By Jessie McCormick. Jessie works at Sasha Bruce Youthwork and is passionate about making resources such as education and health care available to homeless youth and young adults.

I worry that this is an epidemic of people,
not things..well, specifically, one thing.
What does being a homeless youth
look like to you?
Everyone talks about places
and spaces
and physical doors and locks,
which is all well and good,
but I think it’s more than that.
I think being a homeless youth is more
about being without people
than places.
Because if you are a young mother
and you’re on the street,
the State will snatch up your kiddos
when really, you need someone to snatch up you.
And when you’re on your own,
it’s usually because the people who are supposed to love you
no matter what or who you are
for whatever reason
didn’t. Couldn’t. Wouldn’t. Whatever.
If I did an experiment,
and left a dog on the side of the road-
no collar,
no leash,
no tag-
someone would snatch that dog up.
Maybe bring him home,
or bring him to a shelter who could.
Hang little tags approximating their age,
their personality, they like their tummy rubbed,
but don’t like loud noises or men
(which is, strangely, usually more accepted in dogs
than in humans, but that’s beside the point),
and find a new crew to love them.
We match them with new families,
because theirs didn’t work out,
and we call them ‘forever homes.’
Dogs deserve loving families.
Dogs deserve good food and clean water.
But if I took the dog
and replaced it with a human,
what happens?
“Excuse me, Ma’am?”
And y’all gonna rush away
and pretend like you ain’t hear.
We don’t assume that love for humans.
If we do, we send them to places of isolation.
It doesn’t take work to find out what side of town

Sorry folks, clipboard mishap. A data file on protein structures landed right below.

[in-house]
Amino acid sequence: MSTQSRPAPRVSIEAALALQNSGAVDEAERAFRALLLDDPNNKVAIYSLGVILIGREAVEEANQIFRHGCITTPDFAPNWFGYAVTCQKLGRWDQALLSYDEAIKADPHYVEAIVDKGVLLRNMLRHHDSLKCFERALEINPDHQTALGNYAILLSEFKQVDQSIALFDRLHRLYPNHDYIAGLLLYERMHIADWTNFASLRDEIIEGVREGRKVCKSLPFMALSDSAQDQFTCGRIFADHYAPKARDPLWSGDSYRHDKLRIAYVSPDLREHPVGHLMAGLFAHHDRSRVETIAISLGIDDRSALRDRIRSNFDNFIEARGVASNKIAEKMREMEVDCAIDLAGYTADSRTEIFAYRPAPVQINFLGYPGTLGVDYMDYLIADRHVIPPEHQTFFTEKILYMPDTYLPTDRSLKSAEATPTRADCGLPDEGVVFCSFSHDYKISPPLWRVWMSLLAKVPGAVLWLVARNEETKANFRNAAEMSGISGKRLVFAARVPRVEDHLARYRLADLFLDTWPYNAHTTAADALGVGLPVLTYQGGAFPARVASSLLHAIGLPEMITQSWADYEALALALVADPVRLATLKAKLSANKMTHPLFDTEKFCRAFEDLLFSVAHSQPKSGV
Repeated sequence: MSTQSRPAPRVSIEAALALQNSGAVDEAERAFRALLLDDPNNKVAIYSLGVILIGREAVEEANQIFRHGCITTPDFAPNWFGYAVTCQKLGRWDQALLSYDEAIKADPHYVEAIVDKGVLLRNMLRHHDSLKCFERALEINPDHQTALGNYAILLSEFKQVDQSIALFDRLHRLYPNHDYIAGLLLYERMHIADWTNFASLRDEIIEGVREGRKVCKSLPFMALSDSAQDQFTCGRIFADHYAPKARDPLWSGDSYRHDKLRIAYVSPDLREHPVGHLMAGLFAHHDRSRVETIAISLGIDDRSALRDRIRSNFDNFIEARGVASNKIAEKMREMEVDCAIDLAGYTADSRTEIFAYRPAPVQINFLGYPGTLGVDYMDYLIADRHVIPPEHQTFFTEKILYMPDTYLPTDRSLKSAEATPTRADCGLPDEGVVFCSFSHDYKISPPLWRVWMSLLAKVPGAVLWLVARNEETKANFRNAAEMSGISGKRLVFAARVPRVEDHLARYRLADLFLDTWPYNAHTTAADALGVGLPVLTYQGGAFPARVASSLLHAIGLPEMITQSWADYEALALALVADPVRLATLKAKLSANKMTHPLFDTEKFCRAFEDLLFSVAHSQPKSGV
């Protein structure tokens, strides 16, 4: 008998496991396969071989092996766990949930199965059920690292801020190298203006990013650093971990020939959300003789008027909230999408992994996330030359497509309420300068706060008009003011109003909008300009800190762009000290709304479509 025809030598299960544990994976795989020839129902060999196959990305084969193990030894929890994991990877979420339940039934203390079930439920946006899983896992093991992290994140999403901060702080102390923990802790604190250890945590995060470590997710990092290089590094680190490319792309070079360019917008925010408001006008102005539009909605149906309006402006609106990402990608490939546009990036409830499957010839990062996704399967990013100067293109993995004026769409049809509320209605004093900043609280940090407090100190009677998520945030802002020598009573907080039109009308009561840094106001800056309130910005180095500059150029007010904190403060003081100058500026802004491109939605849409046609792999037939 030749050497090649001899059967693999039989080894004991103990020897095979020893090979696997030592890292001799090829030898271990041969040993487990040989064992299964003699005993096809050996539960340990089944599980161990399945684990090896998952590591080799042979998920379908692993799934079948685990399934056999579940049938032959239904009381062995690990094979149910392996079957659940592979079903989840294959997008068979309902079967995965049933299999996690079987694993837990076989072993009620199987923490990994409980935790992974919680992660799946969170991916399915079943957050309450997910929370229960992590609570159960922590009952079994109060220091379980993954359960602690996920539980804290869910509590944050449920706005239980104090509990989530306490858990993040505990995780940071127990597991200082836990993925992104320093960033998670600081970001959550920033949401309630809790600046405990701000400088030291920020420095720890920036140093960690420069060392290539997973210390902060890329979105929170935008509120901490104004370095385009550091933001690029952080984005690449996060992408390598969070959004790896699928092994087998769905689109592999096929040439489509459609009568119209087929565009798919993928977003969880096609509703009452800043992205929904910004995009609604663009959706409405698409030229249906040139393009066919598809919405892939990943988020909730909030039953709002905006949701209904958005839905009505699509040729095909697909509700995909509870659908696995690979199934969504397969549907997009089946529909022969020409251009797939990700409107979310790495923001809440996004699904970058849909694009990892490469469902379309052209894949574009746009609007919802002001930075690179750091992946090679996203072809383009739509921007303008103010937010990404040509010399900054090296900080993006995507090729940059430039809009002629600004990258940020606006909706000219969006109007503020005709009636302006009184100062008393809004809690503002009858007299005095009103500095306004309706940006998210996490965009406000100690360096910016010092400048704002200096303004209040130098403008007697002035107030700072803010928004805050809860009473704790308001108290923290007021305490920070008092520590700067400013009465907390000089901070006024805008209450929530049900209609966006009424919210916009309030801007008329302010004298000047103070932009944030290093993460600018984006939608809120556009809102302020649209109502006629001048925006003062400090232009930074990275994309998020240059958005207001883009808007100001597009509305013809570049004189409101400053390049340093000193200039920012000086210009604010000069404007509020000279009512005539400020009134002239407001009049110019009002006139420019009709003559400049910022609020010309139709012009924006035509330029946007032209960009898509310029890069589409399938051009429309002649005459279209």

the homeless shelter is on,
and they don’t get matched with new families
who can support them as they learn to love again,
as they rediscover what it is to be warm–
inside and out.
We assume they did something wrong
or made a bad choice-
something evidently worse
than chewing the drywall or messing the carpets.
I don’t know.
Is it creepy to sit across the table from a person you don’t know?
Is it easier for you to call a four-legged from another species
part of your family
than a stranger with two legs, a grateful heart, and a story?
We know how to take care of dogs,
but not of one another?
I don’t know.
I’m not saying it’s the answer,
because I don’t have one of those.
I’ve never been good at answers.
I just know that as one lone human,
who is thankful to now have a roof over her head,
I still feel incredibly lonely and isolated most days,
even though the “homeless” aspect, I suppose is…
Is that the right word?
And I’m not insinuating, friends, that we need to treat our dogs worse.
Rather, I think it is that we need to treat our humans better.
Peace to you. Regardless of how many legs you have.
I wish you that greatest gift of all:

Jessie McCormick with her canine friend, Koda. Here’s the story of how they met.

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